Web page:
The connectivity needs of enterprises are in danger of outstripping the capabilities of traditional technology and telecommunications services, Nokia has warned.
Speaking at the CommsDay Congress in Melbourne on Wednesday, Nokia Oceania head of Industry and Enterprise Gary Conway said businesses are "starting to understand" the opportunities inherent in technology, with the challenge now for carriers and suppliers to fulfil their needs.
"The requirements of large businesses today -- and what they foresee needing in the future -- are radically outstripping what we traditionally refer to as enterprise technologies," Conway said.
"These businesses are changing the way they think about investing in what are increasingly mission-critical requirements, and asking our industry and their carrier partners to meet their needs quickly.
"Business is moving ahead, and this will only get faster."
According to Conway, the industry needs to ensure it is positioned where it can allow businesses to "unleash the benefits" of technology.
"Nokia is seeing a watershed moment for the industry as significant global trends and changes to the cost base of what we have traditionally considered carrier capabilities are changing the dynamic of the way carriers are addressing the business market for telecommunications," he added.
"The challenge now is for our industry -- carriers and suppliers -- to meet business halfway and ensure they understand that we are here to contribute to their future.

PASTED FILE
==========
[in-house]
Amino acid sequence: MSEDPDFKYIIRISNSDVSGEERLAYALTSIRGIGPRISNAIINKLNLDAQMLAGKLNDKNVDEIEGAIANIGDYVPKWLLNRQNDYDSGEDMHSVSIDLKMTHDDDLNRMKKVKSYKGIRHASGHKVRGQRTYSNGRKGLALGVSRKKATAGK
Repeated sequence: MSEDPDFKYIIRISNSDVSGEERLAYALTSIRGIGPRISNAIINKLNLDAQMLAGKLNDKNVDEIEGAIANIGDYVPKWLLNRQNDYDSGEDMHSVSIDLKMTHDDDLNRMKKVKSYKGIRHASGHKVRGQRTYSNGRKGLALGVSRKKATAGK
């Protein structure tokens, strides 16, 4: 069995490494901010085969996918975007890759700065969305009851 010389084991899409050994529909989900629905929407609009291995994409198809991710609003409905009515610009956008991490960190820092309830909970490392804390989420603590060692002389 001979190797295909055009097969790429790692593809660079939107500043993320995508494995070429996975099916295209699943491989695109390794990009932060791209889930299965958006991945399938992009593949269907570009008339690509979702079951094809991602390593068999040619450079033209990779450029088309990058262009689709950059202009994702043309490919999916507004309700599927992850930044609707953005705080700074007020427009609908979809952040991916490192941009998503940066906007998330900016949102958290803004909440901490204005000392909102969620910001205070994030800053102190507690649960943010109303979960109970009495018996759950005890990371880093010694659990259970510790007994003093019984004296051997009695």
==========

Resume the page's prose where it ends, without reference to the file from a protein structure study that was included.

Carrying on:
"Industrial network requirements are rapidly shifting, and networks are changing to meet those needs."
Labelling 5G as more than just the next evolution of the traditional network, Conway said it will accelerate this transformation of industry.
"5G is specifically being designed to cater for the tens of billions of devices expected for our automated future," he said.
"It will also provide low-latency connections for the most advanced real-time applications such as precision machine control in robotic surgery. Importantly, 5G will take advantage of unlicensed spectrum, which means wireless private networks will be readily achievable."
During the Vodafone trial, Nokia attained average combined download and upload speeds of around 4.84Gbps and latency of 2.8 milliseconds by using 8x8 Multiple-Input Multiple-Output (MIMO) and 64 Quadrature Amplitude Modulation (QAM) technologies across the 4.5GHz spectrum band, with 200MHz cell bandwidth.
The StarHub trial in November last year saw Nokia attain similar 4.3Gbps speeds and latency of 1ms over centimetre-wave (cmWave) frequency between the 3GHz and 30GHz bands using the Nokia AirScale platform, while M1 and Nokia used 5G to display 1ms latency in robots.
These 5G trials followed StarHub and Nokia's demonstration of 600Mbps data transmission speeds over 4G using 4x4 MIMO and carrier aggregation.
Nokia's 5G equipment and solutions are also being used by AT&T in its Indiana, Texas, and Michigan trials, while Verizon relies on Nokia for its 11 pre-commercial 5G trial networks in Atlanta, Georgia; Bernardsville, New Jersey; Brockton, Massachusetts; Dallas, Texas; Denver, Colorado; Houston, Texas; Miami, Florida; Sacramento, California; Seattle, Washington; and Washington DC.
It is also deploying small cells with carriers to increase the density of networks as a precursor to 5G.
"Operators must be able to optimise how they on-board individual sites more quickly, how they reduce costs, and how they respond to unique site requirements," Nokia head of Oceania Ray Owen said in June.
"A coordinated approach to small cell site identification, design, and deployment, bringing together Nokia's technology in a modular approach with a broader industry engineering and services ecosystem, will be a significant benefit to operators bolstering their existing infrastructure and planning for the more ubiquitous network fabric that will be required with 5G."